The band packs in, the banners drop,
The ice-cream stiffens in its cone.
The boatman lifts his megaphone:
'Come in, fifteen, your time is up.'

Derek Mahon, Poems 1962-1978 (Oxford University Press 1979).

                James McIntosh Patrick, "Stobo Kirk, Peeblesshire" (1936)

Monday, September 3, 2012

"Summer Is Fading . . ."

The following poem by Philip Larkin beautifully evokes this summer-into-autumn time of year.  It is a risky poem.  For instance, the narrow-minded might say:  what business does a middle-aged man (a university librarian from Hull, mind you) have writing about the lives of young women?  And, what's more (they might say), Philip Larkin is a grumpy, old-fashioned, conservative misanthrope, isn't he?  This is what the misinformed -- who most likely haven't taken the time to actually read his poetry -- would have you believe.  They are wrong, of course.

            Charles Ginner (1878-1952), "Dahlias and Cornflowers" (1929)


Summer is fading:
The leaves fall in ones and twos
From trees bordering
The new recreation ground.
In the hollows of afternoons
Young mothers assemble
At swing and sandpit
Setting free their children.

Behind them, at intervals,
Stand husbands in skilled trades,
An estateful of washing,
And the albums, lettered
Our Wedding, lying
Near the television:
Before them, the wind
Is ruining their courting-places

That are still courting-places
(But the lovers are all in school),
And their children, so intent on
Finding more unripe acorns,
Expect to be taken home.
Their beauty has thickened.
Something is pushing them
To the side of their own lives.

Philip Larkin, The Whitsun Weddings (Faber and Faber 1964).

                                                      Charles Ginner
                            "Through a Cottage Window, Shipley, Sussex"

Saturday, September 1, 2012

"A Continual Farewell"

Edward Thomas's poetry is nothing if not elegiac.  Take, for instance, the title of this blog, which I owe (with gratitude) to Thomas:  "First Known When Lost" is the title of a poem written by him in February of 1915.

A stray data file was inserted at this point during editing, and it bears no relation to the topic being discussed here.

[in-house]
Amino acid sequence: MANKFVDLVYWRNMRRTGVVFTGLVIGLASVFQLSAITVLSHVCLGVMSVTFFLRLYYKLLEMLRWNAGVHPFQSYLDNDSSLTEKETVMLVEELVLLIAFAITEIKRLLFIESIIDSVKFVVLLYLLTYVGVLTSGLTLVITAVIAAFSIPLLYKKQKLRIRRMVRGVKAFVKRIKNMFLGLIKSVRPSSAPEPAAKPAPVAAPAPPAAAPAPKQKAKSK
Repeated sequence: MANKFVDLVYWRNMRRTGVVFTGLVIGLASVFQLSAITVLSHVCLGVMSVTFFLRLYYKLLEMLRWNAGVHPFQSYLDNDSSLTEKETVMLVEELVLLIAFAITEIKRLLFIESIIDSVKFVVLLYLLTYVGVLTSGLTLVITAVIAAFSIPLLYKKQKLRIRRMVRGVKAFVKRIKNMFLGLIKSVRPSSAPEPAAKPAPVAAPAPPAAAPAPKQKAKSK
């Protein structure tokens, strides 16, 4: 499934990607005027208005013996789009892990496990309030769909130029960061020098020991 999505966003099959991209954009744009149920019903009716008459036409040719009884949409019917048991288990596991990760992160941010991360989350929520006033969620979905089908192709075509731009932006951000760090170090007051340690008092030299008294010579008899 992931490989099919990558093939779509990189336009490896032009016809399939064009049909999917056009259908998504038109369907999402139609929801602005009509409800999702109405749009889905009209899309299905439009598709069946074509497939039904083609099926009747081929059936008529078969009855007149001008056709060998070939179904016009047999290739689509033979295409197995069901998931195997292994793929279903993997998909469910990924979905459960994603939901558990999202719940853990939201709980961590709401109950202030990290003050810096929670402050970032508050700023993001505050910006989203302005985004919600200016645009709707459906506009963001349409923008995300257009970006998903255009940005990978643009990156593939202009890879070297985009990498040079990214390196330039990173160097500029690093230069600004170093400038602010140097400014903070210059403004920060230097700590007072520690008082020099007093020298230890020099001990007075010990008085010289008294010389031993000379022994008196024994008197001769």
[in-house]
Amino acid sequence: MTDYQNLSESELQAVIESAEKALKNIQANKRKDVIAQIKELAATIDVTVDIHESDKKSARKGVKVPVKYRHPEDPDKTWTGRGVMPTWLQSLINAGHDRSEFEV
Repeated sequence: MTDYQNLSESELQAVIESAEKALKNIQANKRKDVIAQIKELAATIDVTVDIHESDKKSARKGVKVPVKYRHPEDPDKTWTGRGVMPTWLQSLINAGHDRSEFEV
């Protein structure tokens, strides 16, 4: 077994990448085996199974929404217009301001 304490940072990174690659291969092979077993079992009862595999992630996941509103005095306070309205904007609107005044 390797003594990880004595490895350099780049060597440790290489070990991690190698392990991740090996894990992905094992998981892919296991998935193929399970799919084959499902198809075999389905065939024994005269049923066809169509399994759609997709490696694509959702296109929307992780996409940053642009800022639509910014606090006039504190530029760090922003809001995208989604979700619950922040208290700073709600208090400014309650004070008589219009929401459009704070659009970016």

An elegy is a lament for what has been lost.  It is written out of love, with an intent to honor and memorialize that which is loved.  To have an elegiac view of the world may involve mourning, but it is a mourning intertwined with love and a desire to preserve.

W. B. Yeats's poem "Ephemera" comes to mind.  Although "Ephemera" is about a doomed romantic relationship, I like to think that its final two lines have a broader scope:

Before us lies eternity; our souls
Are love, and a continual farewell.

W. B. Yeats, Crossways (1889).

                     Maxime Maufra (1861-1918), "The Beach at Morgat"

Thom Gunn wrote that, when reading the poems of Thomas Hardy, he had a "feeling of contact with an honest man who will never lie to me."  Thom Gunn, "Hardy and the Ballads," The Occasions of Poetry: Essays in Criticism and Autobiography (1982), page 105.

I feel the same way when I read any poem by Edward Thomas.

          How At Once

How at once should I know,
When stretched in the harvest blue
I saw the swift's black bow,
That I would not have that view
Another day
Until next May
Again it is due?

The same year after year --
But with the swift alone.
With other things I but fear
That they will be over and done
And I only see
Them to know them gone.

Edna Longley (editor), Edward Thomas: The Annotated Collected Poems (Bloodaxe Books 2008).

Thomas wrote the poem in August of 1916.  He would never again see the swifts return in May:  he died at the Battle of Arras on April 9, 1917.

                                       Maxime Maufra, "Brittany" (1892)